If you like Leslie, this tape will add some variety to your Leslie collection, but it wonít really offer anything new. Leslie is one of the most formulaic and consistent instructors on the market. Any of her sets would make a good entry point to her oeuvre. Any of her tapes would be equally suitable. This one is as good as any of the others.
I got these from a friend who loved them, and she said I just had to have them in my collection. This is also how I ended up with the original WAP series and WAP Abs. In fact, if you either or both of those, you would be better off spending the $40 or so dollars you would spend on these on a weight training tape or two and a stretching tape (or dvds) because there is nothing new here. Here's the deal-
Like the its WAP predecessors, the WAPX series come with three videos, an eating plan and a gadget. My pack did not have the eating plan but I saw the plan that came with my friend's pack and its practically identical to the plans in her earlier WAPs. There is little discussion of cooking methods, food choices or portion sizes- you are supposed to follow the daily plan exactly as printed on the card. With tons of meat and dairy, the plan is very hard to adapt for any special diets or allergies, and does not include much overall info to help a person adopt a healthier eating plan. You'll need to consult your doctor, a nutritionist or purchase a book that covers basic nutrition information if you want more info.
The gadget in this pack is the "stretchie" also known as a dyna band. I'll call it a band from here on out. I think the term "stretchie" is silly and somewhat condescending. I can picture the discussion with Jake of Body by Jake and the women from Firm- "I've got buttissimo and abbadabbas, the suthern belles here have fanny and Les, you can have stretchie..." but I digress. Anyway, I like using bands and think they have a place in any fitness routine. However, there are drawbacks to using them- namely that you never know how resistance you're getting, they can break, and after a certain point, you can't increase the resistance by shortening the band and maintain an adequate range of motion. Leslie doesn't discuss any of this is her tapes or accompanying material, or that you should check the band for wear occassionally.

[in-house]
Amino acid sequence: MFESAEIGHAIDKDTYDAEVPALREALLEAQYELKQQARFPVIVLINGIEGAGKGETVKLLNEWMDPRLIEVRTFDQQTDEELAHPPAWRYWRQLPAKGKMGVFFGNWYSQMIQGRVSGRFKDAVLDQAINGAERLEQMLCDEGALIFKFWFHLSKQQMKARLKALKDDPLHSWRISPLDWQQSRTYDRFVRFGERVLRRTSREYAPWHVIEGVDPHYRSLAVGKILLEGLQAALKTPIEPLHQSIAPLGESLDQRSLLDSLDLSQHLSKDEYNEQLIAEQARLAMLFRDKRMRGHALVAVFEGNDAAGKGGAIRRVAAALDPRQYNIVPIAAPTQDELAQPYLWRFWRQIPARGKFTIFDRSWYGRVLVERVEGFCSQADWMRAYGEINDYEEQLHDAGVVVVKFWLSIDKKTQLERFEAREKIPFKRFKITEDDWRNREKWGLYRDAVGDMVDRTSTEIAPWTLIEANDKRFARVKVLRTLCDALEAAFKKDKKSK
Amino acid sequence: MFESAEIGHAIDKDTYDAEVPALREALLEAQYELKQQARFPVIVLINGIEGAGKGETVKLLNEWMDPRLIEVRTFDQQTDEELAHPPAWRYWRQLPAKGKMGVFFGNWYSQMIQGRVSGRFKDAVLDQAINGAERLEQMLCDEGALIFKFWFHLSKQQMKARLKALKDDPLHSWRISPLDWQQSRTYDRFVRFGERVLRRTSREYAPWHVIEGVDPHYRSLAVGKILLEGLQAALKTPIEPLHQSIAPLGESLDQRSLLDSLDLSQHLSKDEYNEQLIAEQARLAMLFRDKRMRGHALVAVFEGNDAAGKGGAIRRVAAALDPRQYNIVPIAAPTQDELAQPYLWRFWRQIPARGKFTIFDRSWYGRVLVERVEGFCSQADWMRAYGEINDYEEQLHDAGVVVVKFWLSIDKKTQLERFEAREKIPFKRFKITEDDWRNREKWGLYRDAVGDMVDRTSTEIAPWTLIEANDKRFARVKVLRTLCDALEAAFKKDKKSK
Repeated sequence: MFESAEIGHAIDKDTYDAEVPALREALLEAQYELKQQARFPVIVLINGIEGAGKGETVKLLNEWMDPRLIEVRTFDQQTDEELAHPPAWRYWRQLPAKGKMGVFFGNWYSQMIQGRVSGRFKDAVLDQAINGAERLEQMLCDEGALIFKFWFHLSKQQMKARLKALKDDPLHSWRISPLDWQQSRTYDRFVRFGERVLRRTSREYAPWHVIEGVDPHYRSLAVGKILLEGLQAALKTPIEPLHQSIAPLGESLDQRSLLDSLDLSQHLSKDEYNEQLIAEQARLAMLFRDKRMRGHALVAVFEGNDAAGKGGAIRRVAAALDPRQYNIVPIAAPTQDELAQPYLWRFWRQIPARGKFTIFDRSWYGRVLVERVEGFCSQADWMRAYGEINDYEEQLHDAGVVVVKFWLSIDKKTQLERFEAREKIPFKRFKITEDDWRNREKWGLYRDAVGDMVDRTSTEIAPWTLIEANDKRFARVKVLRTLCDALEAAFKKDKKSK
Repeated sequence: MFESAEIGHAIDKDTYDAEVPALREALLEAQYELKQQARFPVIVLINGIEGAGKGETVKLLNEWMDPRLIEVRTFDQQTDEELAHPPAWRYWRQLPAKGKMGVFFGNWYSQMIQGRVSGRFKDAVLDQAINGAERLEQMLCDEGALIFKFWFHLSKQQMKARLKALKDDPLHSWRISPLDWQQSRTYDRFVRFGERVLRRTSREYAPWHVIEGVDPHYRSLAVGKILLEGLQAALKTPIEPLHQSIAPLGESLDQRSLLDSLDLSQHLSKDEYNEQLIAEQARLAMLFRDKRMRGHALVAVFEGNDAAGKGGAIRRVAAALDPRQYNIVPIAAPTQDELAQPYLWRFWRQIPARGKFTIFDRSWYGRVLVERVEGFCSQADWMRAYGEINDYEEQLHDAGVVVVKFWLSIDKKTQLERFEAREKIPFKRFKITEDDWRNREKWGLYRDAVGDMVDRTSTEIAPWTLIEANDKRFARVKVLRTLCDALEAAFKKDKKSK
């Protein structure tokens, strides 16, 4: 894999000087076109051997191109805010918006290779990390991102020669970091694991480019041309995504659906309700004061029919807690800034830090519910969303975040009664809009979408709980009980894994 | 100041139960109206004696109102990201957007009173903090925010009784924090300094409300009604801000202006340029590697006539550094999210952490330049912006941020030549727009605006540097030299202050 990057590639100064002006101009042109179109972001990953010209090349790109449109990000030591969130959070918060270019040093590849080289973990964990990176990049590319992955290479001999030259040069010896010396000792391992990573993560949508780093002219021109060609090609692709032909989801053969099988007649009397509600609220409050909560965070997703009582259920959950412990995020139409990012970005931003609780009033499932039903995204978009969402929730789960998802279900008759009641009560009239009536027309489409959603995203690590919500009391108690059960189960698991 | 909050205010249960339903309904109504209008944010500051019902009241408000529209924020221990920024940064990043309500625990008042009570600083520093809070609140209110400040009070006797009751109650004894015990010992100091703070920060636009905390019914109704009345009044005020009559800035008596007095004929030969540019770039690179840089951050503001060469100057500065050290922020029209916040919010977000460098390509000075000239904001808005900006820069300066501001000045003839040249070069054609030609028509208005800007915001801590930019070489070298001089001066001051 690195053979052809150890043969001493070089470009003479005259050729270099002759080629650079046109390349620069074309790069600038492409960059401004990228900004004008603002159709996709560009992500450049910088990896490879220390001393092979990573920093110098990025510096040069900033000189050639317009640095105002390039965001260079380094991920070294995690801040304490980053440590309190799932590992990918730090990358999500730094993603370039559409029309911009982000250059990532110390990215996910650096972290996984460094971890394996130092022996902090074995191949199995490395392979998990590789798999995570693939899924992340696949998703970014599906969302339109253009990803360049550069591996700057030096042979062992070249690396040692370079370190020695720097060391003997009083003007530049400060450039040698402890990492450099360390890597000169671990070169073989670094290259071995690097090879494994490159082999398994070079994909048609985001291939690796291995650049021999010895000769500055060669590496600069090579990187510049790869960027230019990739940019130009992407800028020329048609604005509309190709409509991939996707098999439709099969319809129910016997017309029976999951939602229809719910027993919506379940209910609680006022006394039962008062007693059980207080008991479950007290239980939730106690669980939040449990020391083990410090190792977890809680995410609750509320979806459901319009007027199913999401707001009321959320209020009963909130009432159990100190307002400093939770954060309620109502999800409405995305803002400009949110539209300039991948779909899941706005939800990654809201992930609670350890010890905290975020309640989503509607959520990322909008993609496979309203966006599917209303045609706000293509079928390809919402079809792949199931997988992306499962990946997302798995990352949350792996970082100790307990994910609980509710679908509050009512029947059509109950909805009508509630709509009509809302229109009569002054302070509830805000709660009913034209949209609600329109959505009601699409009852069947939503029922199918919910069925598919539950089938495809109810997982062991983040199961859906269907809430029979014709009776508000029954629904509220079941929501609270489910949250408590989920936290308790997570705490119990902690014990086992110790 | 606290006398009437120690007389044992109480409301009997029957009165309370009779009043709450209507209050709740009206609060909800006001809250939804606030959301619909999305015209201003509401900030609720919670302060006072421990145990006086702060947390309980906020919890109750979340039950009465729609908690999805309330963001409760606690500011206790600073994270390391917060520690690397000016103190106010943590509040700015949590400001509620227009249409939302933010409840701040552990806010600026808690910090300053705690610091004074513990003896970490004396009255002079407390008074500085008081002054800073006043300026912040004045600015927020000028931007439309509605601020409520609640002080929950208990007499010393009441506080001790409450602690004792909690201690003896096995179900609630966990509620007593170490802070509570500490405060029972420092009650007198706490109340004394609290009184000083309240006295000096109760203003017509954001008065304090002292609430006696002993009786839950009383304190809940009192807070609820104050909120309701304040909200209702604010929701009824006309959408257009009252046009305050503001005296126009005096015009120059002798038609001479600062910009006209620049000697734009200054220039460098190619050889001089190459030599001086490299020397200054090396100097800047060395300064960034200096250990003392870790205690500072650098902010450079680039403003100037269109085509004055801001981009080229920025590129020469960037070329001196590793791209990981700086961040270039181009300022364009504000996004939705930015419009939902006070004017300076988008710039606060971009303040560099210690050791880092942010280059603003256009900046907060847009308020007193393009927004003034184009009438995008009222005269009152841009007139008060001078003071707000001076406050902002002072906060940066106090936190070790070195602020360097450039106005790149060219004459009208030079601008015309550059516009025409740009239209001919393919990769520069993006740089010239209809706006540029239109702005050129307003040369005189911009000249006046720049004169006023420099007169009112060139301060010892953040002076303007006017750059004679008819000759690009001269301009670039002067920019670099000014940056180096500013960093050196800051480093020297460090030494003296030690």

The tapes, like all WAPs, are based on 1, 2 and 3 mile plans at 20, 30 and 45 minutes respectively. All three start with an annoying rappish "walk" song, that would probably irrate even the biggest lover of rap into hating the genre. All three also have large gaps between songs that really interrupts the flow of the workout. This is especially jarring since Leslie says repeatedly that the music is for keeping the beat to fuel the workout. If the music cuts out, and even Leslie can't keep the beat, how does that effect the workout? Like her other tapes, the WAPX series is based on her steps- marching, knee lifts, side steps and kicks. She also uses wide marches and what she calls kicks backs- everyone else calls them hamstring curls. The pace is slower than WAP Abs (the fastest pace of the series) and even regular WAP. So if you are completely new to exercise, this is probably the best pack to pick. Also, Leslie incorporates much fewer arm motions than in the previous packs, again, that decreases the intensity if you are looking for something at a lower intensity level. The band is used only minimally at the very end of each workout, you do a few reps with it, in a few different positions. If you are hoping to build strength or shape your upper body, the band is not used often enough, for enough reps or provide enough resistance to see those changes. Instead, the band work provides something to break up the monotony of all the marching in place. Leslie seems particularly distracted in the band work in mile 1. Theres no rep counting, no discussion of form, and no mention of the rhythm for the reps. She covers some of this in the 2 mile workout, but since many exercisers will start with the 1 mile, she should include such info in that workout. I think everyone in her mile 1 workout does a different number of reps on the band exercises at a different pace. This is more annoying than anything else. Its hard to keep track of your workout and improvement if you don't know exactly what you're doing, how much resistance you're using or how much of it you're doing.